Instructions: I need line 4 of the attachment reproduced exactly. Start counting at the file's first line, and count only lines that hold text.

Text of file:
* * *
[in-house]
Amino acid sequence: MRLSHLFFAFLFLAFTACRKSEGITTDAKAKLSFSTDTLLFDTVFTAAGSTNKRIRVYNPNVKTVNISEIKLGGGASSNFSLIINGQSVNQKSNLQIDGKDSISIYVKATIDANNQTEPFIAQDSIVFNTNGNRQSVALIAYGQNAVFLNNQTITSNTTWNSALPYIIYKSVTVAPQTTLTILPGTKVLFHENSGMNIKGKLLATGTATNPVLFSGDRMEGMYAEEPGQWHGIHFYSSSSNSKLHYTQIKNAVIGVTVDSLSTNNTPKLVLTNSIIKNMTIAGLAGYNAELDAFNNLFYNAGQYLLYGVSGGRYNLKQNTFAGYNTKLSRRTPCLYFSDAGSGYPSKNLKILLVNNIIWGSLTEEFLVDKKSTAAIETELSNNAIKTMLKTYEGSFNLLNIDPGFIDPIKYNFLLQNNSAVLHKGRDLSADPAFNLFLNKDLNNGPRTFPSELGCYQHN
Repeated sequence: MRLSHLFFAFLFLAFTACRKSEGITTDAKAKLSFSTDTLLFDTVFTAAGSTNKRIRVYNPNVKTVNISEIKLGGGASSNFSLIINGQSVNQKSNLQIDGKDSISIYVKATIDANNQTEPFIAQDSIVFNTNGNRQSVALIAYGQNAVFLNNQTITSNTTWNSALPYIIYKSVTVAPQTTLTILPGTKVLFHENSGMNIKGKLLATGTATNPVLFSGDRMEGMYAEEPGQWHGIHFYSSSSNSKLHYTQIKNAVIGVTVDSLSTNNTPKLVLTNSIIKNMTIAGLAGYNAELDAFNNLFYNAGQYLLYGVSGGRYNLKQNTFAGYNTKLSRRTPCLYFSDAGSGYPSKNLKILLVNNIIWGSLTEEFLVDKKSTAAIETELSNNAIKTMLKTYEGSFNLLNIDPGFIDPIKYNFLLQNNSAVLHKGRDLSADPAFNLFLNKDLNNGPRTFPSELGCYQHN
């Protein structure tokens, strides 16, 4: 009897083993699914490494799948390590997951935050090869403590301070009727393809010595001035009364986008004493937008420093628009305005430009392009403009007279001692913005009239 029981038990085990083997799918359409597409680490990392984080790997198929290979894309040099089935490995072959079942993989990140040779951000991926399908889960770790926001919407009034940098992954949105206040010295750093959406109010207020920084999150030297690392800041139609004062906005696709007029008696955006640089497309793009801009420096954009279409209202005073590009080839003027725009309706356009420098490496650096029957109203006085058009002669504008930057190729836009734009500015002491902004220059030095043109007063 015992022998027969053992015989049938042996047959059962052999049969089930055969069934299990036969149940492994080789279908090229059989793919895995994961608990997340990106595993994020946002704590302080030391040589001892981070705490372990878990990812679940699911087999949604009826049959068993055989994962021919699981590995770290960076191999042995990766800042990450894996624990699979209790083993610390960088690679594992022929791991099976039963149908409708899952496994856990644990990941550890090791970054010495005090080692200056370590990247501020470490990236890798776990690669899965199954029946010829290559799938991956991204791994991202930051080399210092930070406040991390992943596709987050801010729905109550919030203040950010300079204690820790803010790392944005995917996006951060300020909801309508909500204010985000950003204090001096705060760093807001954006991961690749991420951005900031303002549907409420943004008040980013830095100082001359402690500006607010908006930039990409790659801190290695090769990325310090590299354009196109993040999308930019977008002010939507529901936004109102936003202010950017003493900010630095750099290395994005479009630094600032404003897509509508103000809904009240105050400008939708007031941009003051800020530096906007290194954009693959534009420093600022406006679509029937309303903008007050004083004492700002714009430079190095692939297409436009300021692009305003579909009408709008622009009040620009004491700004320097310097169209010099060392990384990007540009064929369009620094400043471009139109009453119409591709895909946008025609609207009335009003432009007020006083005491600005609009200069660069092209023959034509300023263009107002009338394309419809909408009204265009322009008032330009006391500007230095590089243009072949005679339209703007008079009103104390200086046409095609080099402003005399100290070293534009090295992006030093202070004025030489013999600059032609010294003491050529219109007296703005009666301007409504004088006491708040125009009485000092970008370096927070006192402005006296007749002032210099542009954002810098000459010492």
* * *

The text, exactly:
């Protein structure tokens, strides 16, 4: 009897083993699914490494799948390590997951935050090869403590301070009727393809010595001035009364986008004493937008420093628009305005430009392009403009007279001692913005009239 029981038990085990083997799918359409597409680490990392984080790997198929290979894309040099089935490995072959079942993989990140040779951000991926399908889960770790926001919407009034940098992954949105206040010295750093959406109010207020920084999150030297690392800041139609004062906005696709007029008696955006640089497309793009801009420096954009279409209202005073590009080839003027725009309706356009420098490496650096029957109203006085058009002669504008930057190729836009734009500015002491902004220059030095043109007063 015992022998027969053992015989049938042996047959059962052999049969089930055969069934299990036969149940492994080789279908090229059989793919895995994961608990997340990106595993994020946002704590302080030391040589001892981070705490372990878990990812679940699911087999949604009826049959068993055989994962021919699981590995770290960076191999042995990766800042990450894996624990699979209790083993610390960088690679594992022929791991099976039963149908409708899952496994856990644990990941550890090791970054010495005090080692200056370590990247501020470490990236890798776990690669899965199954029946010829290559799938991956991204791994991202930051080399210092930070406040991390992943596709987050801010729905109550919030203040950010300079204690820790803010790392944005995917996006951060300020909801309508909500204010985000950003204090001096705060760093807001954006991961690749991420951005900031303002549907409420943004008040980013830095100082001359402690500006607010908006930039990409790659801190290695090769990325310090590299354009196109993040999308930019977008002010939507529901936004109102936003202010950017003493900010630095750099290395994005479009630094600032404003897509509508103000809904009240105050400008939708007031941009003051800020530096906007290194954009693959534009420093600022406006679509029937309303903008007050004083004492700002714009430079190095692939297409436009300021692009305003579909009408709008622009009040620009004491700004320097310097169209010099060392990384990007540009064929369009620094400043471009139109009453119409591709895909946008025609609207009335009003432009007020006083005491600005609009200069660069092209023959034509300023263009107002009338394309419809909408009204265009322009008032330009006391500007230095590089243009072949005679339209703007008079009103104390200086046409095609080099402003005399100290070293534009090295992006030093202070004025030489013999600059032609010294003491050529219109007296703005009666301007409504004088006491708040125009009485000092970008370096927070006192402005006296007749002032210099542009954002810098000459010492």